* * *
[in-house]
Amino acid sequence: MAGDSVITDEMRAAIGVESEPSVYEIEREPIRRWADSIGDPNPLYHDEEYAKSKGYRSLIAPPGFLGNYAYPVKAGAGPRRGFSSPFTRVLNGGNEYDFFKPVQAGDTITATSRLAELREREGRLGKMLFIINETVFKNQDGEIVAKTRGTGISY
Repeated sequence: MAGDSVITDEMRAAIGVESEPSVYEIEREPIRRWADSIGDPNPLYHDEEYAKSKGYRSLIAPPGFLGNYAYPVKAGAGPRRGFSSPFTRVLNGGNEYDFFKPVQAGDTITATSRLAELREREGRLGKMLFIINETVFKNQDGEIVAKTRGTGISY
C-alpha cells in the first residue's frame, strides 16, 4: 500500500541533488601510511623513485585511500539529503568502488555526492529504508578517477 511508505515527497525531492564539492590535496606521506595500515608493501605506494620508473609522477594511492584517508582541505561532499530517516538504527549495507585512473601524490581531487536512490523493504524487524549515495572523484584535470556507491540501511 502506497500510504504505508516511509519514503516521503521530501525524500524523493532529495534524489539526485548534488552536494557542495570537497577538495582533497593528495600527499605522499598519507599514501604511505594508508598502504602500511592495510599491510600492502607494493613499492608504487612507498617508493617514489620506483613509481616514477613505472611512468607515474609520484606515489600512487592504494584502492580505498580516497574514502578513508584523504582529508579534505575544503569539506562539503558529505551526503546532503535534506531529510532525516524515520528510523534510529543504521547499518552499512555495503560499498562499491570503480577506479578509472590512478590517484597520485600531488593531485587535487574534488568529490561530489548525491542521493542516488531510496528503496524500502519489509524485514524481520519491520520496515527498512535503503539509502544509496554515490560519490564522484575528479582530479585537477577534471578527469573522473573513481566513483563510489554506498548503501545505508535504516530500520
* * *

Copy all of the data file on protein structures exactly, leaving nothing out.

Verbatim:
[in-house]
Amino acid sequence: MAGDSVITDEMRAAIGVESEPSVYEIEREPIRRWADSIGDPNPLYHDEEYAKSKGYRSLIAPPGFLGNYAYPVKAGAGPRRGFSSPFTRVLNGGNEYDFFKPVQAGDTITATSRLAELREREGRLGKMLFIINETVFKNQDGEIVAKTRGTGISY
Repeated sequence: MAGDSVITDEMRAAIGVESEPSVYEIEREPIRRWADSIGDPNPLYHDEEYAKSKGYRSLIAPPGFLGNYAYPVKAGAGPRRGFSSPFTRVLNGGNEYDFFKPVQAGDTITATSRLAELREREGRLGKMLFIINETVFKNQDGEIVAKTRGTGISY
C-alpha cells in the first residue's frame, strides 16, 4: 500500500541533488601510511623513485585511500539529503568502488555526492529504508578517477 511508505515527497525531492564539492590535496606521506595500515608493501605506494620508473609522477594511492584517508582541505561532499530517516538504527549495507585512473601524490581531487536512490523493504524487524549515495572523484584535470556507491540501511 502506497500510504504505508516511509519514503516521503521530501525524500524523493532529495534524489539526485548534488552536494557542495570537497577538495582533497593528495600527499605522499598519507599514501604511505594508508598502504602500511592495510599491510600492502607494493613499492608504487612507498617508493617514489620506483613509481616514477613505472611512468607515474609520484606515489600512487592504494584502492580505498580516497574514502578513508584523504582529508579534505575544503569539506562539503558529505551526503546532503535534506531529510532525516524515520528510523534510529543504521547499518552499512555495503560499498562499491570503480577506479578509472590512478590517484597520485600531488593531485587535487574534488568529490561530489548525491542521493542516488531510496528503496524500502519489509524485514524481520519491520520496515527498512535503503539509502544509496554515490560519490564522484575528479582530479585537477577534471578527469573522473573513481566513483563510489554506498548503501545505508535504516530500520